Creativity in Challenging Times: Baking Bread

The wartime edition of the Victory Binding of the American Woman’s Cook Book was dedicated to General Douglas MacArthur and the war effort. In it are recipes that made the best of scarce ingredients and provided tips for making a lot from a little. In that dedication to MacArthur the editors wrote:

“His heroic leadership and gallant fight against overwhelming odds should inspire every American woman  to make the most of daily opportunities to support the war effort in her home and in every sphere of worthwhile war activity. there must be thousands of little ways to do a job better–thousands of opportunities to help–to create, to conserve and to serve. If every woman, every day, in everything she does, will do her utmost of accomplish the aims of our Government, then that combined effort will soon become a gigantic and valuable aid toward winning this war.”

While a pandemic is not quite a war and our kitchens have become a lot more gender inclusive the message of creativity, conservation, and contribution of collective effort is very applicable to our current circumstances. With social distancing and stay at home orders being the new war effort many of us find ourselves looking for ways to make do and fill our time with new and useful skills. And bread baking is both a necessary skill and one that has become emblematic of current social efforts to use our time to make and create something useful and delightful.

Library Resources

The Malden Library has a number of resources to help people learning to bake, or for those wishing to improve their baking skills. We have an extensive cookbook collection both in print and online. But while the library is currently closed there are still cookbooks available to download. And here is a handy list of bread baking books to get you through the challenging times and spark a little baking creativity.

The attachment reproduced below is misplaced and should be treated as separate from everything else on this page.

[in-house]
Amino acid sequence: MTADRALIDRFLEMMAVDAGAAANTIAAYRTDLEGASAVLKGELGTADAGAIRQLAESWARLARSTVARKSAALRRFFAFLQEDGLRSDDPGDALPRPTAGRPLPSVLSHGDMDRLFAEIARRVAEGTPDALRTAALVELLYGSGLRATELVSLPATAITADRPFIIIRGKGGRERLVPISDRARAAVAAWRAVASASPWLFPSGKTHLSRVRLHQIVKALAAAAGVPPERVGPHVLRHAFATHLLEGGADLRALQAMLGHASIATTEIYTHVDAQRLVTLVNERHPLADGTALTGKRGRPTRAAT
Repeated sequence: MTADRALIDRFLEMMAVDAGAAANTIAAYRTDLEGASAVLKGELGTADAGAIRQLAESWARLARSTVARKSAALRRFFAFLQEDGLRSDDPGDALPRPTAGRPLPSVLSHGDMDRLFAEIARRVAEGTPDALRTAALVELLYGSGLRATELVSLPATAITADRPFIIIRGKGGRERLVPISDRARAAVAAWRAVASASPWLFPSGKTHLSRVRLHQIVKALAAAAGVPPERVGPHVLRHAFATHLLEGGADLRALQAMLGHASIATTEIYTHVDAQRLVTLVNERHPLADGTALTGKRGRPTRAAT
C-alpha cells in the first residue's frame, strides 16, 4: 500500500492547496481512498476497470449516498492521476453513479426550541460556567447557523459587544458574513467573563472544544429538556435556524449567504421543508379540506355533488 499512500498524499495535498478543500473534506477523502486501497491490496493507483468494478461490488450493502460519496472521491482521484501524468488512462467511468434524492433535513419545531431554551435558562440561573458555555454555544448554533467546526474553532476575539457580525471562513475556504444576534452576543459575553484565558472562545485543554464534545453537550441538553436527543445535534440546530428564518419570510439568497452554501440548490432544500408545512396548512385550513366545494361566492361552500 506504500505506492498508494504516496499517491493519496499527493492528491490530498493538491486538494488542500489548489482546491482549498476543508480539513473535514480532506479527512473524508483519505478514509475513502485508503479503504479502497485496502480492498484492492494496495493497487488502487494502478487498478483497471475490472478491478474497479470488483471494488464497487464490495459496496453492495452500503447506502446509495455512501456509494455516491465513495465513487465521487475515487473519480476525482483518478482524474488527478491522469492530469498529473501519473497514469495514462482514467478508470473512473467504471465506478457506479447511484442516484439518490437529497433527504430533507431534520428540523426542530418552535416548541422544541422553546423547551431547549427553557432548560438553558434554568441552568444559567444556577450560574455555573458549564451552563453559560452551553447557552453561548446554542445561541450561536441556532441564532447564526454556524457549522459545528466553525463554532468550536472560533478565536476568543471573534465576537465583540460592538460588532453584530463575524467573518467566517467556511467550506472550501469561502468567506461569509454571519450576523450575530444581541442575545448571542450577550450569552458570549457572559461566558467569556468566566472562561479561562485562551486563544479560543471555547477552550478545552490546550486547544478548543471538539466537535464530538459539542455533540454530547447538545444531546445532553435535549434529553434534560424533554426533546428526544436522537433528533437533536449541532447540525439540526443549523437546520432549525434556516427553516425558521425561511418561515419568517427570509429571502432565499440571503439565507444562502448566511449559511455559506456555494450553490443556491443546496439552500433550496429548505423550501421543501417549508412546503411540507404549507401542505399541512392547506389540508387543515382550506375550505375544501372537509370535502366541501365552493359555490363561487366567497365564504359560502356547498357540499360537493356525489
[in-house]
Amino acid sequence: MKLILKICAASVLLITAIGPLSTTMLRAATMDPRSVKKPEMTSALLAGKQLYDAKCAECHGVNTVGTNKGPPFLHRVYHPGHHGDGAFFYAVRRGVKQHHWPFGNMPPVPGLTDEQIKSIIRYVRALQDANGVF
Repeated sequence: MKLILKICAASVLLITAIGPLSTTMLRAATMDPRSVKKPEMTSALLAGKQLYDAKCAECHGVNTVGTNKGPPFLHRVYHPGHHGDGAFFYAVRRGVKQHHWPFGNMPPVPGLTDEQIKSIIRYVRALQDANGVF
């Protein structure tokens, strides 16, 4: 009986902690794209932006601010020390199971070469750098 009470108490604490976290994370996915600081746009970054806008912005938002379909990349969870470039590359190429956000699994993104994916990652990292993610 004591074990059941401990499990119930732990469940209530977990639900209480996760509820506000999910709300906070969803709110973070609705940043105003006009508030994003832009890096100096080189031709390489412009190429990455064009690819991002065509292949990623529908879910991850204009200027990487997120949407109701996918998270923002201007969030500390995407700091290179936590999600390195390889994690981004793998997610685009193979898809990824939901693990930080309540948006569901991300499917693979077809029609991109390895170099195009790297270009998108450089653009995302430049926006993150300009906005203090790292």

The library also has many cookbooks in Local History that might inspire some classic baking. Included here are a few select recipes using various ingredients to offer an historical perspective on a new hobby.

Selections from the Victory Binding of the American Woman’s Cook Book. ©1942 pages 104, 107, 116,121
Better Homes Recipe Book ©1933 pages 13, 14.  Page 13 here. 
New England Cook Book ©1936 page 32
99 Potato Recipes Tested by 33 Famous Cooking Experts ©1938 page 16
100 Standard Recipes Each One Tested ©1927 pages 12-13 
Aunt Jenny’s Favorite Recipes ©1938 page 39

And if that is not historical enough you can read a Smithsonian article about an ancient yeast starter created from 4,500 year old Egyptian pottery and ancient grains thanks to the work of amateur baker: Seamus Blackley. It is probably a level of bread most of us will only dream of baking.

Online Inspiration

For those looking for quick inspiration or in need of recipes that fit a narrowing list of available ingredients included are a few online suggestions for different types of bread.  A quick search with ingredients on hand may yield suggestions for suitable recipes. It is also a good idea to check for tips and tricks for typical ingredient substitutions in recipes. What’s Cooking America has a chart that offers the most common substitutions for flours, and eggs other ingredients; it is a useful resource for more than just baking.